Now 82, Ratuk lives in the Tibetan colony of Majnu Ka Tilla in Delhi, and has recently published his memoirs (in Tibetan) in which he recounts his early life in Kham province of Eastern Tibet and the escape to India with the Dalai Lama. In an exclusive interview to Claude Arpi, he reminisces about how his team cleared the way for the 'Dalai Lama' escape, killing all Chinese soldiers along the way, the uprising of March 10, 1959, and his meeting with Phunwang, the first Tibetan Communist.
Tell us about your background, how you joined the Tibetan Freedom Fighter Volunteer Force in Tibet.
I am originally born in Lithang in Kham Province. [Around 1951], I met Baba Phuntsok Wangyal [the first Tibetan Communist, known as Phunwang] in Dartsedo which was the border with China. He had come there as a Communist official. I was a businessman at the time. We became friends.
Did you know Phunwang before meeting him in Dartsedo?
No, I first met him in Dartsedo. Phunwang had been a Chinese communist official for quite sometime. When he came to Dartsedo, he had already been given a senior position [in the Party]. He had come with a Chinese delegation. I and three others were invited to represent Lithang at a meeting with the Communist Chinese. They wanted our collaboration. Phunwang attended the meeting and spoke. I also had to speak. I was 22 years old at the time. This happened in 1950, long before His Holiness [the Dalai Lama] visited Beijing [in 1954-55]. From Lithang, Phunwang went to Bathang and Chamdo[to continue his mission].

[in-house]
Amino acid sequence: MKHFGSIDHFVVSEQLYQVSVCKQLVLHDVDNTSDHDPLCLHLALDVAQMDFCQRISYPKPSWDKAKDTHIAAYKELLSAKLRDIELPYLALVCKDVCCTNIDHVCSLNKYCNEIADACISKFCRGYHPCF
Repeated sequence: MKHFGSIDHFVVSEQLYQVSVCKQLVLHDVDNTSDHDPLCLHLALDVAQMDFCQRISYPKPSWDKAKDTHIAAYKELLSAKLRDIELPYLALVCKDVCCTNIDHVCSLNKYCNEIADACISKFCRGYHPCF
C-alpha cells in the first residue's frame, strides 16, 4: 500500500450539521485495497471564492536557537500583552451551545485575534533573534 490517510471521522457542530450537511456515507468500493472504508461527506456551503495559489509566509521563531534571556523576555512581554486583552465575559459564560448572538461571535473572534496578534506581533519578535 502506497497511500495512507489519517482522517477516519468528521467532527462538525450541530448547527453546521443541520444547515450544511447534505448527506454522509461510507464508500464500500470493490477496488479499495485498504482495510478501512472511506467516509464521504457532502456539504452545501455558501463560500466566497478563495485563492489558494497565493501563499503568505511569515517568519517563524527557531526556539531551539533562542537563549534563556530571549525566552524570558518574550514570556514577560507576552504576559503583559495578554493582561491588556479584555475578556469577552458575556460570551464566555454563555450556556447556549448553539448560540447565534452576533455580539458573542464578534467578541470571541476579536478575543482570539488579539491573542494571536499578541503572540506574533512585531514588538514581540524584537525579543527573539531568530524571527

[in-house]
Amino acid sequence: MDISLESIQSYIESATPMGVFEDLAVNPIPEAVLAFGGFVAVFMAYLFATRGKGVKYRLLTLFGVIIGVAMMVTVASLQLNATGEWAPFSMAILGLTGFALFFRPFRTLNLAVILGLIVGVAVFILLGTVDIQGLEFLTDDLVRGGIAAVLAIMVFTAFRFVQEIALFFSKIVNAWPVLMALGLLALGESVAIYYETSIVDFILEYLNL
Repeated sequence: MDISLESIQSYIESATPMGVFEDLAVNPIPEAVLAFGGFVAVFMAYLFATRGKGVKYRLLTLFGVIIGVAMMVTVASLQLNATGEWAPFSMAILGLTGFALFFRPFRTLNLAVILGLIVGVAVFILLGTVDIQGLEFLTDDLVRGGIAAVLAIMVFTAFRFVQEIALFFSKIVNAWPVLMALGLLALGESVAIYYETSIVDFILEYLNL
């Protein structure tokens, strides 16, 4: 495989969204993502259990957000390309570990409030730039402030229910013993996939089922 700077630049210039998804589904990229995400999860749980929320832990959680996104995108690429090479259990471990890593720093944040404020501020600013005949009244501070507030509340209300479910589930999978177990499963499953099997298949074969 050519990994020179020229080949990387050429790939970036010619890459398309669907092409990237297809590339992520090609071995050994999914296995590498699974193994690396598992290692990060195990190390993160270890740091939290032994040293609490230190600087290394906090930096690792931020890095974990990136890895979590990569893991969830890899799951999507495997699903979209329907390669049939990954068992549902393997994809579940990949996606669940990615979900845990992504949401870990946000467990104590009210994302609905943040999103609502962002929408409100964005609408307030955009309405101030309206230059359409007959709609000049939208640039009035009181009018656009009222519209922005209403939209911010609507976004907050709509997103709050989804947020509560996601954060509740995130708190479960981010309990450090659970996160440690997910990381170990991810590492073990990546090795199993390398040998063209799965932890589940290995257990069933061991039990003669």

What was discussed in the meeting?
At the time, the Chinese were telling only good things such as religious freedom, freedom of expression, assistance and development for ethnic minorities. They were also assuring us that they would not wage war against the Tibetans. This was in 1950. The Chinese had first come to Darstedo in 1949.
Tell us about Phunwang, this Tibetan Communist.
Phunwang is originally from Bathang [in Kham Province]. Lithang and Bathang are very close. Phunwang was a staunch believer in Communism. He had travelled widely to Lhasa, India and other foreign countries.
In 1951, were there many Tibetan Communists in these areas?
There was only a group of Tibetan youths from Bathang who had formed [a branch of] the Communist Party. Phunwang and his friends had studied Communism in China. [Personally] I did not believe in Communist ideology.
How was the situation in Kham in 1954/1955?
The situation became bad and dangerous at that time. For the initial two/three years, the Chinese were good and accepted whatever we asked of them. Our demands were approved, even sometime with a signature from Mao Zedong. They had promised religious freedom and also agreed not to break any laws of the land.
In 1954, the Chinese decided to establish a school for the poor. They began to assemble all poor and needy people and spend a lot of money on teaching them farming, nomadic works and other skills. They would also give them and their family money. But soon, these poor Tibetans were told that lamas were yellow robbers and monks were red thieves. The situation began to turn from bad to worse.
Image: Ratuk Ngawang leading the Dalai Lama to exile (courtesy Ratuk Ngawang)